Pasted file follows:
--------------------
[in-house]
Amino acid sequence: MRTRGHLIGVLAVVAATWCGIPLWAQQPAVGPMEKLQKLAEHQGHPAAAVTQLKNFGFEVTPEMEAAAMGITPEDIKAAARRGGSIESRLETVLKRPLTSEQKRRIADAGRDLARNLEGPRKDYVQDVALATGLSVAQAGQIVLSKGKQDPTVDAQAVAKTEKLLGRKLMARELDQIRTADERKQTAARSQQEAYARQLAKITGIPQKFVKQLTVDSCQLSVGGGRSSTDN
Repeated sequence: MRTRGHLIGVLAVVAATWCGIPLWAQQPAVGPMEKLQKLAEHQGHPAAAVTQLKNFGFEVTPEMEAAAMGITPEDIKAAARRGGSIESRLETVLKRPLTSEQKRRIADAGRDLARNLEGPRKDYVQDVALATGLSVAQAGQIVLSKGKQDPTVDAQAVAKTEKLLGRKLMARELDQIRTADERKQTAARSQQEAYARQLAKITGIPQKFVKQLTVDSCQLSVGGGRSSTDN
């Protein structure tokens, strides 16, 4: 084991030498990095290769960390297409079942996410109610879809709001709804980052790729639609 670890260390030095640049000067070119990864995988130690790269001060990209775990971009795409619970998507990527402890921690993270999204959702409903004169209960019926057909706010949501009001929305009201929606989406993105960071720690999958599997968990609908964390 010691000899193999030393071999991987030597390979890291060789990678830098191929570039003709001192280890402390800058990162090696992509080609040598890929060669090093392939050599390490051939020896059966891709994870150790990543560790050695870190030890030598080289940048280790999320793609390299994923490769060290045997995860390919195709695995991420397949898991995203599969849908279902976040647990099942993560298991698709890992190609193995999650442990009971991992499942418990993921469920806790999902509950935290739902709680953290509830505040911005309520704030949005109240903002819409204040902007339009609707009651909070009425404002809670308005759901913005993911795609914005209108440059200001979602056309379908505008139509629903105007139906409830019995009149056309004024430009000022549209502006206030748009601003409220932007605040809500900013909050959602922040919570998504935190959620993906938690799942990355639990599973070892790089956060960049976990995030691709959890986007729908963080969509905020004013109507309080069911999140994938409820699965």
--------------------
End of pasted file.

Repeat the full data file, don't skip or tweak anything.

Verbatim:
[in-house]
Amino acid sequence: MRTRGHLIGVLAVVAATWCGIPLWAQQPAVGPMEKLQKLAEHQGHPAAAVTQLKNFGFEVTPEMEAAAMGITPEDIKAAARRGGSIESRLETVLKRPLTSEQKRRIADAGRDLARNLEGPRKDYVQDVALATGLSVAQAGQIVLSKGKQDPTVDAQAVAKTEKLLGRKLMARELDQIRTADERKQTAARSQQEAYARQLAKITGIPQKFVKQLTVDSCQLSVGGGRSSTDN
Repeated sequence: MRTRGHLIGVLAVVAATWCGIPLWAQQPAVGPMEKLQKLAEHQGHPAAAVTQLKNFGFEVTPEMEAAAMGITPEDIKAAARRGGSIESRLETVLKRPLTSEQKRRIADAGRDLARNLEGPRKDYVQDVALATGLSVAQAGQIVLSKGKQDPTVDAQAVAKTEKLLGRKLMARELDQIRTADERKQTAARSQQEAYARQLAKITGIPQKFVKQLTVDSCQLSVGGGRSSTDN
């Protein structure tokens, strides 16, 4: 084991030498990095290769960390297409079942996410109610879809709001709804980052790729639609 670890260390030095640049000067070119990864995988130690790269001060990209775990971009795409619970998507990527402890921690993270999204959702409903004169209960019926057909706010949501009001929305009201929606989406993105960071720690999958599997968990609908964390 010691000899193999030393071999991987030597390979890291060789990678830098191929570039003709001192280890402390800058990162090696992509080609040598890929060669090093392939050599390490051939020896059966891709994870150790990543560790050695870190030890030598080289940048280790999320793609390299994923490769060290045997995860390919195709695995991420397949898991995203599969849908279902976040647990099942993560298991698709890992190609193995999650442990009971991992499942418990993921469920806790999902509950935290739902709680953290509830505040911005309520704030949005109240903002819409204040902007339009609707009651909070009425404002809670308005759901913005993911795609914005209108440059200001979602056309379908505008139509629903105007139906409830019995009149056309004024430009000022549209502006206030748009601003409220932007605040809500900013909050959602922040919570998504935190959620993906938690799942990355639990599973070892790089956060960049976990995030691709959890986007729908963080969509905020004013109507309080069911999140994938409820699965």